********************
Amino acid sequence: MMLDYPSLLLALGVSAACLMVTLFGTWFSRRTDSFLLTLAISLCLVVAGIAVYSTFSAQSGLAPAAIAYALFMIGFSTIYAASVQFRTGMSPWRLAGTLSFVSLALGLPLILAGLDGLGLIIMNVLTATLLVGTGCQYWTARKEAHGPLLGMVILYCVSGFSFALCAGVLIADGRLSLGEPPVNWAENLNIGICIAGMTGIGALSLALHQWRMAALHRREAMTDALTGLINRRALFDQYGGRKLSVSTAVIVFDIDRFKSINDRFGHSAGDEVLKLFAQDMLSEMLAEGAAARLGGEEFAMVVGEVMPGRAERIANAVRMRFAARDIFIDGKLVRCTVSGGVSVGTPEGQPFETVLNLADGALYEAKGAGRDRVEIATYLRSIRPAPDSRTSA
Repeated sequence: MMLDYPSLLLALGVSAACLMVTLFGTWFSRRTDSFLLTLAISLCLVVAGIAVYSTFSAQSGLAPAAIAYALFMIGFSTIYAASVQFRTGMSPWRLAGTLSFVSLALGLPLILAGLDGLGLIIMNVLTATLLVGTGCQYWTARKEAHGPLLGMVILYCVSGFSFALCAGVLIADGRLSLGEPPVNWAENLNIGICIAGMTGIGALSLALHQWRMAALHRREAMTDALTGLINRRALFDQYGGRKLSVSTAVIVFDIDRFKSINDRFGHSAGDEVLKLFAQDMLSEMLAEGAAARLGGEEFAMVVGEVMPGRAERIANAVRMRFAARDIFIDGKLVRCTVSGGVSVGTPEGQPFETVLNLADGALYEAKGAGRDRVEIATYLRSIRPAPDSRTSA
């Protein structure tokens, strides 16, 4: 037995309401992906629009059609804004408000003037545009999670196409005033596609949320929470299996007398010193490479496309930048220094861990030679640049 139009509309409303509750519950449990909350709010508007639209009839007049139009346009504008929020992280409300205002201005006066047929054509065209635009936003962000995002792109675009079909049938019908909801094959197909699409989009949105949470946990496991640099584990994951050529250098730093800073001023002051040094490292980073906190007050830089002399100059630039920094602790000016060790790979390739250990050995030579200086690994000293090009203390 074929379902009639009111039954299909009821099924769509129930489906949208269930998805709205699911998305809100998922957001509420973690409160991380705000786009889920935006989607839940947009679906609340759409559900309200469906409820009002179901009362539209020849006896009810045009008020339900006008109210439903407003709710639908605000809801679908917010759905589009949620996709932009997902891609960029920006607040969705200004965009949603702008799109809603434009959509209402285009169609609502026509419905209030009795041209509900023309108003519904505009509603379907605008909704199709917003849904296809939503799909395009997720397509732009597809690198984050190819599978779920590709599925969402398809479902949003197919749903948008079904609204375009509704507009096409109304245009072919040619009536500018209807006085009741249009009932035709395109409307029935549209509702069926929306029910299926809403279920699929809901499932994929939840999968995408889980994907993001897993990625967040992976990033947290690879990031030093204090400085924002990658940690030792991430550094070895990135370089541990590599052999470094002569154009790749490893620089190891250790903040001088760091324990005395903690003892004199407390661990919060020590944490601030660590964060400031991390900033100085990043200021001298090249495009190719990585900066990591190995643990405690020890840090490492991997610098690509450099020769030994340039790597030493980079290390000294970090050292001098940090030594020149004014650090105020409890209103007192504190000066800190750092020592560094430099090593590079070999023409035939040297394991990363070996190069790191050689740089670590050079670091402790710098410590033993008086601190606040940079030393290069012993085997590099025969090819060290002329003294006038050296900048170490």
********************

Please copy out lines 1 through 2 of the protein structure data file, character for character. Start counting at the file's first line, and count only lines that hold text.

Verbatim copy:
Amino acid sequence: MMLDYPSLLLALGVSAACLMVTLFGTWFSRRTDSFLLTLAISLCLVVAGIAVYSTFSAQSGLAPAAIAYALFMIGFSTIYAASVQFRTGMSPWRLAGTLSFVSLALGLPLILAGLDGLGLIIMNVLTATLLVGTGCQYWTARKEAHGPLLGMVILYCVSGFSFALCAGVLIADGRLSLGEPPVNWAENLNIGICIAGMTGIGALSLALHQWRMAALHRREAMTDALTGLINRRALFDQYGGRKLSVSTAVIVFDIDRFKSINDRFGHSAGDEVLKLFAQDMLSEMLAEGAAARLGGEEFAMVVGEVMPGRAERIANAVRMRFAARDIFIDGKLVRCTVSGGVSVGTPEGQPFETVLNLADGALYEAKGAGRDRVEIATYLRSIRPAPDSRTSA
Repeated sequence: MMLDYPSLLLALGVSAACLMVTLFGTWFSRRTDSFLLTLAISLCLVVAGIAVYSTFSAQSGLAPAAIAYALFMIGFSTIYAASVQFRTGMSPWRLAGTLSFVSLALGLPLILAGLDGLGLIIMNVLTATLLVGTGCQYWTARKEAHGPLLGMVILYCVSGFSFALCAGVLIADGRLSLGEPPVNWAENLNIGICIAGMTGIGALSLALHQWRMAALHRREAMTDALTGLINRRALFDQYGGRKLSVSTAVIVFDIDRFKSINDRFGHSAGDEVLKLFAQDMLSEMLAEGAAARLGGEEFAMVVGEVMPGRAERIANAVRMRFAARDIFIDGKLVRCTVSGGVSVGTPEGQPFETVLNLADGALYEAKGAGRDRVEIATYLRSIRPAPDSRTSA